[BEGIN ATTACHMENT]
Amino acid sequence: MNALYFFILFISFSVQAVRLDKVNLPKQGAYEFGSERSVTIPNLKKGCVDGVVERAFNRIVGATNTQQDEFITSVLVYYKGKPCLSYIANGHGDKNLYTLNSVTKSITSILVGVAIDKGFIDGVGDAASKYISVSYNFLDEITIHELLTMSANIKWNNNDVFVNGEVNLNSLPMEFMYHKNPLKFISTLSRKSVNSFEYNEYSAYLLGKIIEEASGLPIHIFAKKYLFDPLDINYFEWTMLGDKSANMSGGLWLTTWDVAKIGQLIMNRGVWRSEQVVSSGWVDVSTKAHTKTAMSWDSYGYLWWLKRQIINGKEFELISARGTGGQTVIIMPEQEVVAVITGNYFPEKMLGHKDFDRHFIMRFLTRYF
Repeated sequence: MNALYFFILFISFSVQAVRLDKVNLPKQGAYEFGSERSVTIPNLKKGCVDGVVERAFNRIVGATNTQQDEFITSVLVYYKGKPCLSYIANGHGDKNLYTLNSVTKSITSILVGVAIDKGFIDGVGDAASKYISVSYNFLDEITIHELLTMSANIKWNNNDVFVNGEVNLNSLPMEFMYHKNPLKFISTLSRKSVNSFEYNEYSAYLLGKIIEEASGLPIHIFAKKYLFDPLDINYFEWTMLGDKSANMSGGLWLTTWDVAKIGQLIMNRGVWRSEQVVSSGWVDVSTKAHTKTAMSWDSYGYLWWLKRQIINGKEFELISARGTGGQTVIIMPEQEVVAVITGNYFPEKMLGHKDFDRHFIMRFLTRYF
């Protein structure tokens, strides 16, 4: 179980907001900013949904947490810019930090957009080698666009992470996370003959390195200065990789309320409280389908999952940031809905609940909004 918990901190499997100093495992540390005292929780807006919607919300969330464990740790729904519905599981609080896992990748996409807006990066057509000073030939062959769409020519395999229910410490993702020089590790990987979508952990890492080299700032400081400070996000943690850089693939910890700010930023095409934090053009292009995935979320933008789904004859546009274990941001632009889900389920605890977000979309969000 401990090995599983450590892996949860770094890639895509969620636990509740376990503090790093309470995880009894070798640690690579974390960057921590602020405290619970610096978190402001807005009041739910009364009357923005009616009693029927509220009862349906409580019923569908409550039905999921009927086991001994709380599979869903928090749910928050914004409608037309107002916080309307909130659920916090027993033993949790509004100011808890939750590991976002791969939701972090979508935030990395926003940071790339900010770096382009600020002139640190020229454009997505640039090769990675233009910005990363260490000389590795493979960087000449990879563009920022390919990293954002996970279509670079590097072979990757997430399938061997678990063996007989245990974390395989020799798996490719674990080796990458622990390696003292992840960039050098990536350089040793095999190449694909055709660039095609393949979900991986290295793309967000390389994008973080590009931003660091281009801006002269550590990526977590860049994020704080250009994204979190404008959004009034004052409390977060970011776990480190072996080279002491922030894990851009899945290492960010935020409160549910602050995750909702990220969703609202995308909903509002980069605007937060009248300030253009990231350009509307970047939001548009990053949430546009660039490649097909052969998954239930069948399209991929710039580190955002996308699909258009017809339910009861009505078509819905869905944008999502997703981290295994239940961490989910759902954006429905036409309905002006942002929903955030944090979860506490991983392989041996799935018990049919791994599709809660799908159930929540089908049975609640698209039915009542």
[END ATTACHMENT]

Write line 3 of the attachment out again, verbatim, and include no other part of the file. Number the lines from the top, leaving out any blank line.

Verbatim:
């Protein structure tokens, strides 16, 4: 179980907001900013949904947490810019930090957009080698666009992470996370003959390195200065990789309320409280389908999952940031809905609940909004 918990901190499997100093495992540390005292929780807006919607919300969330464990740790729904519905599981609080896992990748996409807006990066057509000073030939062959769409020519395999229910410490993702020089590790990987979508952990890492080299700032400081400070996000943690850089693939910890700010930023095409934090053009292009995935979320933008789904004859546009274990941001632009889900389920605890977000979309969000 401990090995599983450590892996949860770094890639895509969620636990509740376990503090790093309470995880009894070798640690690579974390960057921590602020405290619970610096978190402001807005009041739910009364009357923005009616009693029927509220009862349906409580019923569908409550039905999921009927086991001994709380599979869903928090749910928050914004409608037309107002916080309307909130659920916090027993033993949790509004100011808890939750590991976002791969939701972090979508935030990395926003940071790339900010770096382009600020002139640190020229454009997505640039090769990675233009910005990363260490000389590795493979960087000449990879563009920022390919990293954002996970279509670079590097072979990757997430399938061997678990063996007989245990974390395989020799798996490719674990080796990458622990390696003292992840960039050098990536350089040793095999190449694909055709660039095609393949979900991986290295793309967000390389994008973080590009931003660091281009801006002269550590990526977590860049994020704080250009994204979190404008959004009034004052409390977060970011776990480190072996080279002491922030894990851009899945290492960010935020409160549910602050995750909702990220969703609202995308909903509002980069605007937060009248300030253009990231350009509307970047939001548009990053949430546009660039490649097909052969998954239930069948399209991929710039580190955002996308699909258009017809339910009861009505078509819905869905944008999502997703981290295994239940961490989910759902954006429905036409309905002006942002929903955030944090979860506490991983392989041996799935018990049919791994599709809660799908159930929540089908049975609640698209039915009542």